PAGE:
WhatsUp couple

 

Director: Song Ji-Won

Writer: Song Ji-Na

Friday Drama Review – “Vampire Prosecutor”

Suffering serious culture shock, the Soju DramaQueen segued from Classic Historical Drama last week to edgy Crime Sci-Fi Fantasy this week.

Vampire-Prosecutor3How exactly does one adequately transition from Dae Jang Geum to Vampire Prosecutor? It’s a valid question.

The two dramas could not possibly be more different. Honestly, I was really expecting to not like these dramas. In fact, I never intended to watch the second season, but lo and to my astonishment, my expectations were, well, wrong.  I watched both seasons back-to-back, not stopping for a breath.

Having refused (for many years now) to succumb to the whole “Twilight” saga thing, the overdone vampire concept does not hold much appeal for me. Remarkably well conceptualized and visually appealing, Vampire Prosecutor and Vampire Prosecutor 2 were surprises. They had the same slick, sexy sci-fi presentation that makes American dramas like “Fringe”, “Supernatural” and “Warehouse 13” appealing – just credible enough to be engaging instead of tacky, enigmatic instead of preposterous.

 

Vampire-Prosecutor-2-Poster-2Storyline/Synopsis: My rating 8/10

The format is quite unusual for a Korean drama in that each episode is somewhat standalone – in other words – each tells its own little story, quite similar to American crime dramas like “CSI”, “Criminal Minds” or “Bones”. Like the American dramas there are thematic plot lines following the main characters from episode to episode making sequential viewing preferential, but not entirely essential. The thread of mystery, the titillating back-story surrounding our Vampire Prosecutor imparted piecemeal in each episode is part of what keeps the viewer waiting for the next episode.

vampireprosecutor2The premise is simple: A prosecutor (who happens to be a vampire, albeit reluctantly) and his team of non-vampire associates solve various well-scripted crimes. The hook? Being a vampire gives Min Tae Yeon (Yeon Jung Hoon) an edge in crime-solving because tasting the blood of the victim allows him to experience the victim’s death. Painful, to be sure, but he is often able to determine the main culprit(s) instantaneously. His faithful sidekick and confidant is Detective Hwang Soon Bum (Lee Won Vampire-Prosecutor12Jong) who serves not only as an essential crime-fighting team member, but also as ‘big brother’ to the troupe. Prosecutor Yoo Jung In (Lee Young Ah) is the new member to the team and seriously wants to know what secret her boss, Prosecutor Min is hiding from her. Rounding out the team is Kim Joo Young as Choi Dong Man, the young intern eager to win approval and full-time status with his lab skills.

 

Vampire-Prosecutor-2-2Script/Acting: My rating 7/10

It’s frustratingly unclear why the detective, Hwang Soon Bum, knows about Min Tae Yeon’s dark secret from the beginning. There are a few people with inside knowledge, convenient to be sure, but the fact that we didn’t know why throughout was distracting and somewhat annoying. Some, of course, turn out to be vampires themselves!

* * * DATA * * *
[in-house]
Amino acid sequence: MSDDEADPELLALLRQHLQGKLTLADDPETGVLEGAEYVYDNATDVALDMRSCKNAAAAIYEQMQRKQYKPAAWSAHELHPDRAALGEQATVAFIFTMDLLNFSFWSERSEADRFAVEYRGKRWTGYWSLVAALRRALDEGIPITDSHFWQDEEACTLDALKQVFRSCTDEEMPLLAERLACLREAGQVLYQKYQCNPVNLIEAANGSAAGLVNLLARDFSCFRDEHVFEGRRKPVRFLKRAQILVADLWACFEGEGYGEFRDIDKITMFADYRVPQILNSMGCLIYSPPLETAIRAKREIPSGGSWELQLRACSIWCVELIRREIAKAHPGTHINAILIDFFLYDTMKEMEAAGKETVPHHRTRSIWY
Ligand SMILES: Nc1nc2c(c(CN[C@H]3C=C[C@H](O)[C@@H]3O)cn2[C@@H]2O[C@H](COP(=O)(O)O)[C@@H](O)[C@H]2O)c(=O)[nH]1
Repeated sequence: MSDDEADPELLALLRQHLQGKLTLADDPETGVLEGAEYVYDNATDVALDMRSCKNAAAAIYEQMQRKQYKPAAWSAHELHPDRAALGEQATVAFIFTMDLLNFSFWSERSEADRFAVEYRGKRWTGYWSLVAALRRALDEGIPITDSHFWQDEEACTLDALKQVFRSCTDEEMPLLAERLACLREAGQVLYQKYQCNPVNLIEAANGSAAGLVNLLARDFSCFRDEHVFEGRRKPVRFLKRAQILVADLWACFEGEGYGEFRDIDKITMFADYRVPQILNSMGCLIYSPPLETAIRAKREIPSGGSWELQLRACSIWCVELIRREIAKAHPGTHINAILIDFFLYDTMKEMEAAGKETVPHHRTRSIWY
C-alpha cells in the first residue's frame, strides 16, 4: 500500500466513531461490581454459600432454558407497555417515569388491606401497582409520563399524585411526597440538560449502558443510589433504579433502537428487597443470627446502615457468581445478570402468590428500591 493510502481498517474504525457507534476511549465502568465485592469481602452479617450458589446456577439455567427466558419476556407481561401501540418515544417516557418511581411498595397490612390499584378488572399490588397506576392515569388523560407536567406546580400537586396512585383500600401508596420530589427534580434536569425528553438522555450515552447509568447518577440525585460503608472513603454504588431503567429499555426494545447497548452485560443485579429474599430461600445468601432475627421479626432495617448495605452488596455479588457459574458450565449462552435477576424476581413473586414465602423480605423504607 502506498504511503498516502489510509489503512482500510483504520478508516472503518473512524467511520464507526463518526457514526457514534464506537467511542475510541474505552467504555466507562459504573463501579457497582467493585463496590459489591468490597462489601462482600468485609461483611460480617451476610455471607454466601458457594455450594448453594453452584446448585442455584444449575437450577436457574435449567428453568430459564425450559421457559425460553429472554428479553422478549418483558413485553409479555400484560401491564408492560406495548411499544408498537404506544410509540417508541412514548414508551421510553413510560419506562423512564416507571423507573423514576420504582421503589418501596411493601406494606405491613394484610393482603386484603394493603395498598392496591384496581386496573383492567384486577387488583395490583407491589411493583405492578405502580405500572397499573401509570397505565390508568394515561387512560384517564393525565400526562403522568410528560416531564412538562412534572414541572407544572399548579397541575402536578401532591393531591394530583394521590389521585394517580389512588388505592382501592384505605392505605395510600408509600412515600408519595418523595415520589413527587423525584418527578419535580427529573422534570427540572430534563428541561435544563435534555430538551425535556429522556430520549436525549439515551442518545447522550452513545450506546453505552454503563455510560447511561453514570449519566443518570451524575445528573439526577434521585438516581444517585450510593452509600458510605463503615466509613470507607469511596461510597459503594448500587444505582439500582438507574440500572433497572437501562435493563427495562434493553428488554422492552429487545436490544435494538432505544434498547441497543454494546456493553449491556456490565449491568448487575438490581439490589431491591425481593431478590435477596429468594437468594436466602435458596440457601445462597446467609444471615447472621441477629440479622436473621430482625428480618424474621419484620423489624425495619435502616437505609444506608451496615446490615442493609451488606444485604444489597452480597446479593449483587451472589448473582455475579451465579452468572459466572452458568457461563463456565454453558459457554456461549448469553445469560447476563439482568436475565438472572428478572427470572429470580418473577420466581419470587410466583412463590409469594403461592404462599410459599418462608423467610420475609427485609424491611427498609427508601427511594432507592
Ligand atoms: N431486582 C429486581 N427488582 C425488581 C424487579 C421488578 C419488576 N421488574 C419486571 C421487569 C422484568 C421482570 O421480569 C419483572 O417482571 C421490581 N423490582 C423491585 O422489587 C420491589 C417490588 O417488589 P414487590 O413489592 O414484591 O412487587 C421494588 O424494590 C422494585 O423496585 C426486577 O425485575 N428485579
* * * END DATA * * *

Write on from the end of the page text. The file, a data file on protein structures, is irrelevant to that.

Vampire-Prosecutor-2-5The first season featured sexy coroner Soo Hee (Kim Ye Jin). Dong Man and Soon Bum spend much time vying for the best view of her – ah – attributes. There is a priceless scene involving Soo Hee demonstrating how the killer stabbed the victim using Dong Man as a stand-in. Dong Man is miming ecstasy as she wraps her arms around him from behind.

Coming fresh off of watching “Dae Jang Geum,” I found it amusing to find references to the drama in episode 8, when it is discovered that a person they are interrogating is named Lee Young Ae. (But whose appearance is hilariously in contrast to the beautiful idol.)

vamp09-00011Vampire Prosecutor 2 had the same team minus the sexy coroner, adding in her place a grandfatherly figure, quickly beloved by the staff: Lee Kyoung Young as Jo Jyung Hyun. Vampire Prosecutor 2 also had more substantial plot lines focusing on the main characters in the traditional K-drama fashion, (definitely requiring sequential viewing) rather than the American style crime drama format of the previous season. An important character carried over from Season 1, the faceless villain vampirebad vampire, is unmasked early in Season 2 – Kwon Hyun Sang identified as “L”. As if to counteract the dastardliness of the villain, teeny tiny sweetheart Kim Ji Young was added Ji-Ae, the staff’s ‘adopted’ daughter. This pint-sized sweetie was amazingly convincing in her heart-wrenchingly tearful scenes.

Quick note 1: Vampire Prosecutor 2 Episode 6 is a direct rip-off of “Miss Congeniality” with Prosecutor Yoo made over by a flamboyant stylist so she can infiltrate a fashion show as a model. It was, however, entertaining none-the-less.

Quick note 2: A massive cliffhanger at the end of Season 2 demands a Season 3, which is apparently in OCN’s 2013 lineup, but no set dates have been confirmed.

 

Cinematography: My rating 8/10

Edgy. Visually exciting. Unique scene transitions – excellent pacing. Cool slow-mo fight scenes showing off the superhuman strength of our fanged hero. A minor distraction was that the same video clip of blood cells, internal organs, etc. was used every time Prosecutor Min ‘sampled’ a victim’s blood. What was cool the first time was old by the end. Overall, though, the cinematography was excellent.

 

Music: My rating 7/10

Great musical tracks. Fun, upbeat guitar music – against all odds!